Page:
Private companies using questionable techniques to train California schools

California schools are using training programs and physical restraint protocols create by private companies that, in many cases, appear to have few qualifications and receive little oversight. This was the focus of an article in The Bay Citizen, a nonprofit news organization covering the Bay Area in California. While federal law imposes limits on the use of restraints and seclusion in federally-funded hospitals and treatment centers, it has yet to do so in schools.

The article uncovers troubling news of private companies who contract with dozens of school districts across California. Among others, this includes the Handle With Care Behavior Management System, a private contractor with San Francisco Unified School District. The company’s founder, Bruce Chapman, personally developed his “take down” restraint, which he refined “as a martial arts devotee who earned a black belt.” Mr. Chapman got his start in restraint training after dropping out of community college and during what he describes as a chance encounter with an aggressive psychiatric patient.

Literature from Handle With Care describes the company’s restraint technique as “versatile, effective, painless, safe and easy to apply.” In 1998, a 14-year-old boy was restrained by counselors at a Pennsylvania facility whose staff had been trained using Handle With Care techniques. After a $1.2 million settlement between the boy’s family and the facility, the facility stopped using Handle With Care’s training program.

Other private companies are providing services to California school districts, including Pro-ACT, which contracts with the Oakland Unified School District as well as the Mount Diablo Unified School District, among others. Pro-Act admittedly relies on the graduate-level psychology work of its founder from more than 30 years ago. Maggie Roberts, an attorney with Disability Rights California, says school districts view restraint training as a bigger need than ever because they have large classes and less money and are left feeling overwhelmed.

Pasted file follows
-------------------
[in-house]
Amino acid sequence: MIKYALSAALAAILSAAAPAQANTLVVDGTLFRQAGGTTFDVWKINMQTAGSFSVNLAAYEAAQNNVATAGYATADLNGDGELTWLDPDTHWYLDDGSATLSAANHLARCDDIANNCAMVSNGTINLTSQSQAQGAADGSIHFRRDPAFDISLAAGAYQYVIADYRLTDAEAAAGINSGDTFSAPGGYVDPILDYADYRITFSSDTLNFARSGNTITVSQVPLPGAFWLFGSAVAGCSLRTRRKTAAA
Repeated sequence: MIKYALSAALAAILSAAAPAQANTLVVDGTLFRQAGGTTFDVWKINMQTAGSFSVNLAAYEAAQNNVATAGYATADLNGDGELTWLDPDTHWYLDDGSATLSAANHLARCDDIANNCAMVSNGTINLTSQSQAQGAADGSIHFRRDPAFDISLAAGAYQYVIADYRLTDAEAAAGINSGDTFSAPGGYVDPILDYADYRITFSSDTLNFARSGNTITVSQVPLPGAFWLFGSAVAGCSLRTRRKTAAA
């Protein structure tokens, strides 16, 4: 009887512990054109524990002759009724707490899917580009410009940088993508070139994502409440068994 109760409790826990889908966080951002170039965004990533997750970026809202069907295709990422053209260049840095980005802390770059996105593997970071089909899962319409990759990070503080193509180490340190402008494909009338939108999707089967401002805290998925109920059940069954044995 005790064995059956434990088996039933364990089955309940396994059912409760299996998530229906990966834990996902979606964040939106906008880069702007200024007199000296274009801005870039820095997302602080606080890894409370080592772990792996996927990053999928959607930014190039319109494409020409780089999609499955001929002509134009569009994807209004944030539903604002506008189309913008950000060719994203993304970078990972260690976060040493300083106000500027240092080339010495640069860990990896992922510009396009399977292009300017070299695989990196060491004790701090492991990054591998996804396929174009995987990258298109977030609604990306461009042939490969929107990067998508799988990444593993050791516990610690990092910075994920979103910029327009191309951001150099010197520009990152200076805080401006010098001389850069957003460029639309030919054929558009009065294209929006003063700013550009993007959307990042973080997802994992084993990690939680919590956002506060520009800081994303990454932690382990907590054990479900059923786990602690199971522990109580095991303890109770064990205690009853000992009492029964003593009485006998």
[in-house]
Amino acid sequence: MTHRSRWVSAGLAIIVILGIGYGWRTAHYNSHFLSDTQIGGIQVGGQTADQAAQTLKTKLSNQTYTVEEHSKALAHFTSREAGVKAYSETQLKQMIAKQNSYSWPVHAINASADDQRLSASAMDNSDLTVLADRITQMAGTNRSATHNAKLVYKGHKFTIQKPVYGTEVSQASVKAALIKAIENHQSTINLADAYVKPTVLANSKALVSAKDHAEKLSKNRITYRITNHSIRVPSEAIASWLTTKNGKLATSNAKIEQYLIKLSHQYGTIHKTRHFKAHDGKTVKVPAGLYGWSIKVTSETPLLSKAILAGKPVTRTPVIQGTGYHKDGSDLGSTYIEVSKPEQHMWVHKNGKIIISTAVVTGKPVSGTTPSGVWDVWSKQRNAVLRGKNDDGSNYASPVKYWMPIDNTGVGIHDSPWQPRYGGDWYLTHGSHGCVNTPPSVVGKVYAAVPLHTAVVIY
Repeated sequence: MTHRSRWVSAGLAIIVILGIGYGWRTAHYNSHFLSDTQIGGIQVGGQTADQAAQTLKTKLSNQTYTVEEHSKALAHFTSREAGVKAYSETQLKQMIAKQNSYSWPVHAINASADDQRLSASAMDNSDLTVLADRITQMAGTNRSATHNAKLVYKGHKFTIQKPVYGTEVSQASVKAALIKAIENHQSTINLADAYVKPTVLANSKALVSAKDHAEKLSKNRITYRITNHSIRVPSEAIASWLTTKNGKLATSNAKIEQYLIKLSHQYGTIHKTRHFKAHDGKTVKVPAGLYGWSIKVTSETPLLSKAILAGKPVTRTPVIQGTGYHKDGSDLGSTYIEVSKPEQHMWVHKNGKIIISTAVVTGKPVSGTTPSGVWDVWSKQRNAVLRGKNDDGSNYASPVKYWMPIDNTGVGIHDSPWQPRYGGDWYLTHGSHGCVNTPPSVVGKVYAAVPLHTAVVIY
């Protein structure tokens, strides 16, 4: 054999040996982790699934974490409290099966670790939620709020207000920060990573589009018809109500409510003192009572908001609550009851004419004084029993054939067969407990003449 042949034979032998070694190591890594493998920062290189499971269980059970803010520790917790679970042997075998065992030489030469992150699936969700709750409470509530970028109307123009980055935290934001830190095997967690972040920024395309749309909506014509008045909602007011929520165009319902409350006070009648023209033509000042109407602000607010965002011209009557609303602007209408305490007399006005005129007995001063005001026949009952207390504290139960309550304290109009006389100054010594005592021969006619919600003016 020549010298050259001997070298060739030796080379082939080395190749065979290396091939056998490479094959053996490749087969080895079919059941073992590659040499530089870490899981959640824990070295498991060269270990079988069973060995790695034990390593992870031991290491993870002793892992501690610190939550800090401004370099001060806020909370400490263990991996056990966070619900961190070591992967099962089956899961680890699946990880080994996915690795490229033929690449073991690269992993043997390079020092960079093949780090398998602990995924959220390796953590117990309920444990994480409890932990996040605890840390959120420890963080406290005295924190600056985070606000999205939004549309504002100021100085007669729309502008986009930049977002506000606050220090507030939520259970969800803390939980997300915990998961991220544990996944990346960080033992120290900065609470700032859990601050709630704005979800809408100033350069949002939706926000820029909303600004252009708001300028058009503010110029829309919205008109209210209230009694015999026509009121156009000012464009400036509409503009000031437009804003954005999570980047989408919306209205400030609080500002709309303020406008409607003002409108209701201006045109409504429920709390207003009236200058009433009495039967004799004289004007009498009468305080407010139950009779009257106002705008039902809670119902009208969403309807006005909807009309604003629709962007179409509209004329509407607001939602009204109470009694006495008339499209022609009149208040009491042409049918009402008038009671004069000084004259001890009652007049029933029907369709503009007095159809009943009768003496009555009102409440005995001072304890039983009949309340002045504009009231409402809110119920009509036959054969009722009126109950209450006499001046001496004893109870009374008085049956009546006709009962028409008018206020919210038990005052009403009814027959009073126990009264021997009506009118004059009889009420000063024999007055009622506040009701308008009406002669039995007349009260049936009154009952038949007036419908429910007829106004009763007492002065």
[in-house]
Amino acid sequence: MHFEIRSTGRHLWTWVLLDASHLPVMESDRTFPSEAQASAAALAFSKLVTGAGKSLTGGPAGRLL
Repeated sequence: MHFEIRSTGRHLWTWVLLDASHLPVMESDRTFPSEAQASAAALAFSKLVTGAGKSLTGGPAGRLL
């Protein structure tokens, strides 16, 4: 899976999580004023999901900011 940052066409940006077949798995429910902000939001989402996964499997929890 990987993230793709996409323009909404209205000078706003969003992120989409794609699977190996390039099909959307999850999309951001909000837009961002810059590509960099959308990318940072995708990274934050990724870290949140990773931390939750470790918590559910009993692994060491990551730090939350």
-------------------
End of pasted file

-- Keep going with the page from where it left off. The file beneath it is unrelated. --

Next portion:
But despite training receive through these and other companies, incidents of restraint, seclusion and other behavioral episodes in California schools more than doubled between the 2005-06 and 2009-10 school years to more than 21,000, according to the California Department of Education. Yet efforts to limit the use of restraint and seclusion in California have been met with resistance. A recent state bill that would have placed limitations on restraint received strong opposition from the California Department of Education, California Teachers Association, California School Boards Association and the California Alliance of Child and Family Services, which represents foster homes throughout the state.

As TASH members know, efforts to enact federal protections against restraint and seclusion have met similar opposition. Legislation that was introduced and passed in the U.S. House of Representatives in 2010 never reached the Senate floor for a vote. A year later, Rep. George Miller (D-Calif.), who introduced the 2010 legislation, has reintroduced the Keeping All Students Safe Act. TASH members and other advocates have been working diligently to support this new legislation, but there is much work to be done. You can view TASH’s advocacy alert on this issue right here and help us advocate for federal protections against abusive restraint and seclusion.